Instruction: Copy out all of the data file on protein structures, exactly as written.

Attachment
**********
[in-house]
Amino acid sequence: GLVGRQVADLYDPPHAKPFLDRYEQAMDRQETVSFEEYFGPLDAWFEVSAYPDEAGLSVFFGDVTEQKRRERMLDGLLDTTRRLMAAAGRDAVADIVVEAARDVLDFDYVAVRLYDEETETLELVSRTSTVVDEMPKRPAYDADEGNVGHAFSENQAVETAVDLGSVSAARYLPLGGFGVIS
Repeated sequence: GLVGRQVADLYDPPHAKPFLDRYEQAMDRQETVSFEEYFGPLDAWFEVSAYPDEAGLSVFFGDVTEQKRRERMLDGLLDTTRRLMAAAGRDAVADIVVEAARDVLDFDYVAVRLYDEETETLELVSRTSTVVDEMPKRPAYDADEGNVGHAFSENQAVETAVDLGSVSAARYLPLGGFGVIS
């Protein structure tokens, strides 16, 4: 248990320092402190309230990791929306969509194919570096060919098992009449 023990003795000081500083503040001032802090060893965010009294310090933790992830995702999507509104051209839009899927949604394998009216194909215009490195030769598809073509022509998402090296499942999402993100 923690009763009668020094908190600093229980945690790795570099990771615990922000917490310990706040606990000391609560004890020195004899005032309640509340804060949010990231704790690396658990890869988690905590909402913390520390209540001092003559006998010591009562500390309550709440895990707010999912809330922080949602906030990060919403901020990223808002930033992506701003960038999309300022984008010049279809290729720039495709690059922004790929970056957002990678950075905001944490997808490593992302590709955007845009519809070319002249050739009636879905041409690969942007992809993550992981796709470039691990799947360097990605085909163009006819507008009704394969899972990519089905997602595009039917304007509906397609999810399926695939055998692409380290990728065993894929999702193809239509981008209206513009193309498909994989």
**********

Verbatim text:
[in-house]
Amino acid sequence: GLVGRQVADLYDPPHAKPFLDRYEQAMDRQETVSFEEYFGPLDAWFEVSAYPDEAGLSVFFGDVTEQKRRERMLDGLLDTTRRLMAAAGRDAVADIVVEAARDVLDFDYVAVRLYDEETETLELVSRTSTVVDEMPKRPAYDADEGNVGHAFSENQAVETAVDLGSVSAARYLPLGGFGVIS
Repeated sequence: GLVGRQVADLYDPPHAKPFLDRYEQAMDRQETVSFEEYFGPLDAWFEVSAYPDEAGLSVFFGDVTEQKRRERMLDGLLDTTRRLMAAAGRDAVADIVVEAARDVLDFDYVAVRLYDEETETLELVSRTSTVVDEMPKRPAYDADEGNVGHAFSENQAVETAVDLGSVSAARYLPLGGFGVIS
């Protein structure tokens, strides 16, 4: 248990320092402190309230990791929306969509194919570096060919098992009449 023990003795000081500083503040001032802090060893965010009294310090933790992830995702999507509104051209839009899927949604394998009216194909215009490195030769598809073509022509998402090296499942999402993100 923690009763009668020094908190600093229980945690790795570099990771615990922000917490310990706040606990000391609560004890020195004899005032309640509340804060949010990231704790690396658990890869988690905590909402913390520390209540001092003559006998010591009562500390309550709440895990707010999912809330922080949602906030990060919403901020990223808002930033992506701003960038999309300022984008010049279809290729720039495709690059922004790929970056957002990678950075905001944490997808490593992302590709955007845009519809070319002249050739009636879905041409690969942007992809993550992981796709470039691990799947360097990605085909163009006819507008009704394969899972990519089905997602595009039917304007509906397609999810399926695939055998692409380290990728065993894929999702193809239509981008209206513009193309498909994989």